Mobile Developers Champion Flutter for Xamarin
Flutter, Google's new mobile UI framework for creating native mobile apps, is already being targeted for Xamarin development in an open source project on GitHub championed by a handful of developers.
Flutter for Xamarin is "still under construction" after several months and isn't expected to become a commercially viable mainstream product, but its goal of making the Flutter SDK available on the .NET Framework has stirred up some developer interest.
Flutter 1.0 arrived last month with a new way to code mobile apps, using the Dart programming language, its own React-inspired widgets (as opposed to native iOS and Android widgets), hot reload and fast performance boosted by hardware acceleration, among many other notable characteristics.
But even before that, some developers started the Flutter for Xamarin project, led by Adam Pedly, whose GitHub project says: "This project is never expected to be commercially viable, unless it is picked up or supported by a larger company. As it currently stands, this is just a fun side project, done by a bunch of developers in their spare time. We offer no support for solutions ever built with this framework, or any guarantee of completion."
Despite such caveats, some community coders have voiced support for the project. In the programming section of the Reddit social site, for example, Flutter for Xamarin was posted about three months ago, with the first response being "why?". Another developer quickly answered, "It's not exactly hard to come up with possible reasons" and proceeded to do just that:
- Because you still want to work in C# but want the ease of use and performance of Flutter?
- Because you have existing .NET logic code shared with other projects that you want to re-use?
- Because you still want to take advantage of the vast array of .NET assemblies and nugets at your disposal?
- Because the maintainer wanted a hobby project to see what was possible?
Flutter for Xamarin's underlying technology includes SkiaSharp, described as "a cross-platform 2D graphics API for .NET platforms based on Google's Skia Graphics Library. It provides a comprehensive 2D API that can be used across mobile, server and desktop models to render images."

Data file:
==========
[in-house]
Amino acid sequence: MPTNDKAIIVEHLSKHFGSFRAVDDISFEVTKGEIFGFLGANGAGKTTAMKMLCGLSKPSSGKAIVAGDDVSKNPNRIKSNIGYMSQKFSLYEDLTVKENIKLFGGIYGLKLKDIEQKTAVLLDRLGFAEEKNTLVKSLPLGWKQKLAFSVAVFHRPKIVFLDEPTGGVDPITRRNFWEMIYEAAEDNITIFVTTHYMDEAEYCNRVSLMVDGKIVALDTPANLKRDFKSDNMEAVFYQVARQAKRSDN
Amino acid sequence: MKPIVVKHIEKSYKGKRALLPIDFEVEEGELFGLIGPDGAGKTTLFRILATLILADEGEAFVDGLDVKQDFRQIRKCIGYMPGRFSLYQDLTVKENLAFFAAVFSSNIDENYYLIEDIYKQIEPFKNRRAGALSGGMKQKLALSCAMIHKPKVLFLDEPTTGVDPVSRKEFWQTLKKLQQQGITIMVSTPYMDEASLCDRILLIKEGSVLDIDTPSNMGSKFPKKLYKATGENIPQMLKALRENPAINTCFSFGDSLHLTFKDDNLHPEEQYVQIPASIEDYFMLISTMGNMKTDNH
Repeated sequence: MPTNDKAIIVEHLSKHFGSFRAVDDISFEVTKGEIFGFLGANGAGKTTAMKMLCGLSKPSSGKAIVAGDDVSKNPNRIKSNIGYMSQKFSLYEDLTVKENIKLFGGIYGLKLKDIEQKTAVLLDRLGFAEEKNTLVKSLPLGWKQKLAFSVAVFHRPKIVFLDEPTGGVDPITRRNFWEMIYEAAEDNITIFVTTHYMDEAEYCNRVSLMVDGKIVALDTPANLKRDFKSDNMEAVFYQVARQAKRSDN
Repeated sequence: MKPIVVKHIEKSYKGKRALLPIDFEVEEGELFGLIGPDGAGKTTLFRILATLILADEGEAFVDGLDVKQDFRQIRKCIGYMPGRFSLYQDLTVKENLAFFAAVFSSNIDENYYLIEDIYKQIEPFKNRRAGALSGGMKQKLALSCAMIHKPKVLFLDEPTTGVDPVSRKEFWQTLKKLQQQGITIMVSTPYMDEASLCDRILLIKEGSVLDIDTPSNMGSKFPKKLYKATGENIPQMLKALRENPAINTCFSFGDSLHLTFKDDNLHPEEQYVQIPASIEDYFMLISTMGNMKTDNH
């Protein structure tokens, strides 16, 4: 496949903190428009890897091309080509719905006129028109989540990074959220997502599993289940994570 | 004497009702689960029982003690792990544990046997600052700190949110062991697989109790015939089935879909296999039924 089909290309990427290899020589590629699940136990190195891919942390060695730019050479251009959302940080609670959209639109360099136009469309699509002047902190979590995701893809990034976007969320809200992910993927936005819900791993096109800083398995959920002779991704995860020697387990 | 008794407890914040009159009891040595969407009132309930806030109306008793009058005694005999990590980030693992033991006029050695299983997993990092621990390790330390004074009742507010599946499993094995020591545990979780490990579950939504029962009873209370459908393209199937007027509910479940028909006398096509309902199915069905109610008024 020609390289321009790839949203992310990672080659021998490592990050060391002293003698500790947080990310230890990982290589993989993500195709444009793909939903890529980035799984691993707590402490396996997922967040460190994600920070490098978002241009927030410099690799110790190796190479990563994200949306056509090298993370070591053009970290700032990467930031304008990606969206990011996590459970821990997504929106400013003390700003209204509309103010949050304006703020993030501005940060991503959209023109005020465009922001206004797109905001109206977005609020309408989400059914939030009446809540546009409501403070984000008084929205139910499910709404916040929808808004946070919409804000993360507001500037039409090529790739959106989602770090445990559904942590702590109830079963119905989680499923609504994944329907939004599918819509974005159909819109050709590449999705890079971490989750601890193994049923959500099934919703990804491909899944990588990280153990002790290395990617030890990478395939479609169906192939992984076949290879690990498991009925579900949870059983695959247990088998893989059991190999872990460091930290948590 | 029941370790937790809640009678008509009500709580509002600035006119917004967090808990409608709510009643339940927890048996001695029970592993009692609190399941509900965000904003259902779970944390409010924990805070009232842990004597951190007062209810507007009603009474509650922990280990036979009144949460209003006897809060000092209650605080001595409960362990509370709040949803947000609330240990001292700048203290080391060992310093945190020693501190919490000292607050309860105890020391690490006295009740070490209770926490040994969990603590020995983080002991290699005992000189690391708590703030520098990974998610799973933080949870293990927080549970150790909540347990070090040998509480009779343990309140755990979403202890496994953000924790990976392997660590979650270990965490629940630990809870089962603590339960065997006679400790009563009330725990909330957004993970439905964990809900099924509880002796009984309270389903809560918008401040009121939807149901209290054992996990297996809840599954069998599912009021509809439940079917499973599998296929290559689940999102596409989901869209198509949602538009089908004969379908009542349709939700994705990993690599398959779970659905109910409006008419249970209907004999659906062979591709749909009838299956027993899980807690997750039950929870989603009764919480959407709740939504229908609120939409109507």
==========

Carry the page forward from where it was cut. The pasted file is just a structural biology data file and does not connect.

While Pedly and his cohorts are trying to initially support Xmarin.Android, Xamarin.iOS and UWP (Universal Windows Platform) projects, the GitHub site says there's no reason such support can't be extended to any other target that supports SkiaSharp. A transpiler will convert the Flutter SDK, which itself is written in Dart, to C# to be used in .NET applications, through use of the DartAnalyzer to examine the SDK and output it in C#.
"Flutter Bindings will include the connection between SkiaSharp and the Flutter SDK," the project site says. "We will not be using the actual Flutter engine, though we may do in the future.
"Due to previous exploratory work, the Flutter engine is difficult to integrate with since we need to expose many C++ level APIs. Due to how this is implemented in the Flutter engine currently, it would require certain modifications and would be difficult to keep in sync with the master repository.
"Hence, we will map the calls directly to SkiaSharp and Harfbuzz to draw directly on a SkiaCanvas. I could regret this, we shall see :)"
Coincidentally, the Flutter for Xamarin project isn't the only initiative connecting the two technologies, as the Flutter team has posted "Flutter for Xamarin.Forms developers" guidance, "meant for Xamarin.Forms developers looking to apply their existing knowledge to build mobile apps with Flutter."
Alois Deniel, a Xamarin developer with four years' experience, also compared that platform with Flutter in a January post titled "Flutter Introduction from a Xamarin Developer."
Developers earlier also sounded off on the "Flutter vs. Xamarin" question, with one noting "Flutter has MUCH better performance than Xamarin Forms" and another saying "Flutter will compete with Microsoft’s cross-platform mobile framework Xamarin" and another even claiming "I guess Xamarin is dead now."
Time will tell about such notions, but one thing for certain is that Flutter and Xamarin appear to be entering an interesting relationship.
David Ramel is the editor of Visual Studio Magazine.